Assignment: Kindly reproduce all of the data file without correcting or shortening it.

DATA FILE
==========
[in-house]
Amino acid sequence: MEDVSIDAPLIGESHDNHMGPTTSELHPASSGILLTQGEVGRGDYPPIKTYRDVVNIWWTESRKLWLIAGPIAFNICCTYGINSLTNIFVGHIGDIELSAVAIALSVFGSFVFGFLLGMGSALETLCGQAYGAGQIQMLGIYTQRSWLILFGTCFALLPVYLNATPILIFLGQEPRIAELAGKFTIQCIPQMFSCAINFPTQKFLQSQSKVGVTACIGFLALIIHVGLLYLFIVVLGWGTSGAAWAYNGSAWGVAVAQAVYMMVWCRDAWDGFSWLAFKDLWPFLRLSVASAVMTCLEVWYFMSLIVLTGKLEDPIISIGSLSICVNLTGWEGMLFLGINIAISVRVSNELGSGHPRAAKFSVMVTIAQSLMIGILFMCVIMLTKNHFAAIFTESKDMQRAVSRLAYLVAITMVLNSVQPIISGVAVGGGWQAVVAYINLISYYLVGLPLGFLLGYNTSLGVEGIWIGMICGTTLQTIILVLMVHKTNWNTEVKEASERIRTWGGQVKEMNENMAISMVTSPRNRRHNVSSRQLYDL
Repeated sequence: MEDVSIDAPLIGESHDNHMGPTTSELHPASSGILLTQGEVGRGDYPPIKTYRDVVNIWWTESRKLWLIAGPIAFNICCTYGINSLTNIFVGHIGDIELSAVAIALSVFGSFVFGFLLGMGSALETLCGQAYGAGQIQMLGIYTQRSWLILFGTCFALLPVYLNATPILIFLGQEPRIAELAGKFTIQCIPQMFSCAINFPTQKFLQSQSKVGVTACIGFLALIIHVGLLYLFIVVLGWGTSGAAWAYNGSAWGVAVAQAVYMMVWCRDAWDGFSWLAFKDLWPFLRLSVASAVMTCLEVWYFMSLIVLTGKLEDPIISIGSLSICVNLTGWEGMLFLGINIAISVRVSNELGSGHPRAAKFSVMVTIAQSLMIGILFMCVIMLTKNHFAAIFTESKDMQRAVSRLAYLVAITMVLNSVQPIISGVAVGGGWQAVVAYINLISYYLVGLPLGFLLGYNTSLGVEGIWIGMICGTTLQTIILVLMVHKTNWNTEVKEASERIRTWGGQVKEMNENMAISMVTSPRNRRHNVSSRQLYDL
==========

[in-house]
Amino acid sequence: MEDVSIDAPLIGESHDNHMGPTTSELHPASSGILLTQGEVGRGDYPPIKTYRDVVNIWWTESRKLWLIAGPIAFNICCTYGINSLTNIFVGHIGDIELSAVAIALSVFGSFVFGFLLGMGSALETLCGQAYGAGQIQMLGIYTQRSWLILFGTCFALLPVYLNATPILIFLGQEPRIAELAGKFTIQCIPQMFSCAINFPTQKFLQSQSKVGVTACIGFLALIIHVGLLYLFIVVLGWGTSGAAWAYNGSAWGVAVAQAVYMMVWCRDAWDGFSWLAFKDLWPFLRLSVASAVMTCLEVWYFMSLIVLTGKLEDPIISIGSLSICVNLTGWEGMLFLGINIAISVRVSNELGSGHPRAAKFSVMVTIAQSLMIGILFMCVIMLTKNHFAAIFTESKDMQRAVSRLAYLVAITMVLNSVQPIISGVAVGGGWQAVVAYINLISYYLVGLPLGFLLGYNTSLGVEGIWIGMICGTTLQTIILVLMVHKTNWNTEVKEASERIRTWGGQVKEMNENMAISMVTSPRNRRHNVSSRQLYDL
Repeated sequence: MEDVSIDAPLIGESHDNHMGPTTSELHPASSGILLTQGEVGRGDYPPIKTYRDVVNIWWTESRKLWLIAGPIAFNICCTYGINSLTNIFVGHIGDIELSAVAIALSVFGSFVFGFLLGMGSALETLCGQAYGAGQIQMLGIYTQRSWLILFGTCFALLPVYLNATPILIFLGQEPRIAELAGKFTIQCIPQMFSCAINFPTQKFLQSQSKVGVTACIGFLALIIHVGLLYLFIVVLGWGTSGAAWAYNGSAWGVAVAQAVYMMVWCRDAWDGFSWLAFKDLWPFLRLSVASAVMTCLEVWYFMSLIVLTGKLEDPIISIGSLSICVNLTGWEGMLFLGINIAISVRVSNELGSGHPRAAKFSVMVTIAQSLMIGILFMCVIMLTKNHFAAIFTESKDMQRAVSRLAYLVAITMVLNSVQPIISGVAVGGGWQAVVAYINLISYYLVGLPLGFLLGYNTSLGVEGIWIGMICGTTLQTIILVLMVHKTNWNTEVKEASERIRTWGGQVKEMNENMAISMVTSPRNRRHNVSSRQLYDL